The Core curriculum did not prepare me to face the prospect of death.
Not in an obvious manner, anyway. Marx and Socrates were far from my mind in late September, when I came back home from abroad for just two days before flying to Chicago. Instead of focusing on the upcoming school year, all my thoughts were turned to a family member, one I’ve always been extremely close to, who’d grown dangerously ill in my absence.
I can say this much with conviction, based on my 48 hours as an on-and-off visitor to an intensive care unit: There are some things that no education, however rigorous or sweeping, can prepare you for.
If Core Bio meant there were a few more technical terms I could understand without an explanation, it didn’t prevent my throat from tightening as I heard them applied to someone I love.
First-year Hum left me versed in what “the uncanny” means. It did not make the sight of a ventilator pushing air into lungs unwilling to breathe any less unnerving.
And if I had had on hand every note I’ve ever taken on rhetoric and dialectic in Plato, Aristotle, and Cicero, I don’t think it would have made formulating what I wanted to say—not knowing if it was my last chance to say it—any easier.
This is what the “Absences” sections of our syllabi euphemistically refer to as a “family emergency.”
I suspect the language of urgency is used because it implies an event with a neat, quick resolution—the kind professors find easy to take into account. A moment of pain, a day or two of extensions on assignments, before things return to paper-writing, Reg-going, beer-swilling normal.
But this is not an emergency. Emergencies don’t leave themselves unresolved as you let go of a hand in a hospital room, board a flight to Midway, and restart life as a college student. They don’t require day after day of clipped conversations with your parents about cell counts and sedatives.
None of my classes have a policy that covers that.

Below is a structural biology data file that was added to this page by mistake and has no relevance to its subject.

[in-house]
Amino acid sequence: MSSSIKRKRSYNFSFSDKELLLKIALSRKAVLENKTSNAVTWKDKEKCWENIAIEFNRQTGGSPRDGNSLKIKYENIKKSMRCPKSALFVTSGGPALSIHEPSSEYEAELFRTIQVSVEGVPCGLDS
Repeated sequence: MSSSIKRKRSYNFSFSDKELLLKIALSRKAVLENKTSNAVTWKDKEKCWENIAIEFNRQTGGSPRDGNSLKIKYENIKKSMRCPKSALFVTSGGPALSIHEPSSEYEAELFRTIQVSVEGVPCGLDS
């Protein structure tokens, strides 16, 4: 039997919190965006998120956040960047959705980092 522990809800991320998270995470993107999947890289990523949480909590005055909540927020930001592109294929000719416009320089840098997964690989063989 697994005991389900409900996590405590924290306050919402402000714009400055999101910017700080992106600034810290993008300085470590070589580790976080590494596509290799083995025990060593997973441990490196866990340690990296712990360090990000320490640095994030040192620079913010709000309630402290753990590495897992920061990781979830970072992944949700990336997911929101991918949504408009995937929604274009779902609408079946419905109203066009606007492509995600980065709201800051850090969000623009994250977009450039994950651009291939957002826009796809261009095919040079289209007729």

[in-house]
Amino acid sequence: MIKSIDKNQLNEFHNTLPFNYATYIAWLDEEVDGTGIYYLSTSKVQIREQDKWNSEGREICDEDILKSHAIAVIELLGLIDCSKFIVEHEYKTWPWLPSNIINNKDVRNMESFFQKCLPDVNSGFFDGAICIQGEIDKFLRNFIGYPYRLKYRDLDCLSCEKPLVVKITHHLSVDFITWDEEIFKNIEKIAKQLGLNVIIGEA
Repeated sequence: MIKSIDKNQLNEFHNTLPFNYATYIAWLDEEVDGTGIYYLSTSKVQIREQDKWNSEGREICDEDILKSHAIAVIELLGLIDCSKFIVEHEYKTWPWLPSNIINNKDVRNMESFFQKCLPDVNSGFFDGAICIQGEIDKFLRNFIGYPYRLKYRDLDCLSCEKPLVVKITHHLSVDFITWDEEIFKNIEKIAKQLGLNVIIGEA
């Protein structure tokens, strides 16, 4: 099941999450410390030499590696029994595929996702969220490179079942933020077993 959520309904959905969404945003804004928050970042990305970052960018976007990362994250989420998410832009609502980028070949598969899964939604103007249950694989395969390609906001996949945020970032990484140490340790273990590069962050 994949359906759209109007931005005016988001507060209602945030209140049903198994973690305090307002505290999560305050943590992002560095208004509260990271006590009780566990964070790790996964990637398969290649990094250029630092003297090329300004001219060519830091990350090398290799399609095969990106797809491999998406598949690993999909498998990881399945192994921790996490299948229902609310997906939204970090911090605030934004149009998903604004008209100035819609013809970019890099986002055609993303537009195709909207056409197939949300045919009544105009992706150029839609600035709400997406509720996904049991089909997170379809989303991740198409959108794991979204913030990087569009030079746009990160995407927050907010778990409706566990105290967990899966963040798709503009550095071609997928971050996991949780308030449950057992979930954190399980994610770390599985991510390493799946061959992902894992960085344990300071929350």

As I settle back into the routine of lectures and seminars, I’ve found it hard to reconcile the life of the mind with the realities awaiting me outside the confines of Cobb. I face my books, newly restored to my shelves, with a degree of ambivalence. I wonder if there is anything in them that could prove illuminating in this situation. If a liberal arts education is, in a certain sense, a means to examine existence, shouldn’t it be able to tell me something helpful about mortality?
Ultimately, I haven’t cracked open any of them in the hope of finding answers. In my mental inventory, I can recall writers dealing with death and dying as ritual, as biological process, as ethical dilemma…but none who satisfactorily discussed how to confront it. Perhaps that work lies somewhere, and I haven’t come across it.
More likely is the possibility that there’s nothing that could make this experience all that much easier. It’s not the fault of literature or philosophy. It’s just a deeply individual thing, staring into the unknowable—a clichéd observation, I’m sure, but sometimes it seems impossible to talk about it any other way.
What has helped, as much as anything could, is being surrounded by people who truly, deeply care. When my girlfriend unfailingly messages or calls just to check that I’ve have a good day, every day, from all the way in London; when I get a long, thoughtful email from a friend who could have been spending that time strolling the Champs-Élysées; how my roommates are always happy to stay awake, long past a reasonable hour, well after our fingers have turned numb with cold, just to sit out on our back deck and talk and laugh and elevate “you asshole!” to a term of highest endearment: These things add up to more than the sum of their parts.
Someday, the phone call I’m dreading daily will come. I hope it’s not this week, or this year, or anytime soon. But it will come. And there will be other ones that follow. I will graduate, hopefully, and read the books on my shelf I haven’t gotten to yet, and many more besides, and take away from the good ones, if not the simplest answers to the profoundest of questions, at least ideas that will shape who I am and how I see the world, perhaps in ways too subtle for me to pinpoint. I expect the people in my life—influenced, too, by treatises and novels, and many other things—will shape me even more.
One day, someone will get a phone call about me.
But, until that day comes, all I can hope is that I will still have the people, friends, and family—those who call, who write, who can look me in the eyes and not have to say anything at all, because we both know what the other was thinking. As long as I have them, I will always know where to turn in a crisis.
I am, if nothing else, extremely fortunate.
David Kaner is a third-year in the College majoring in Law, Letters, and Society.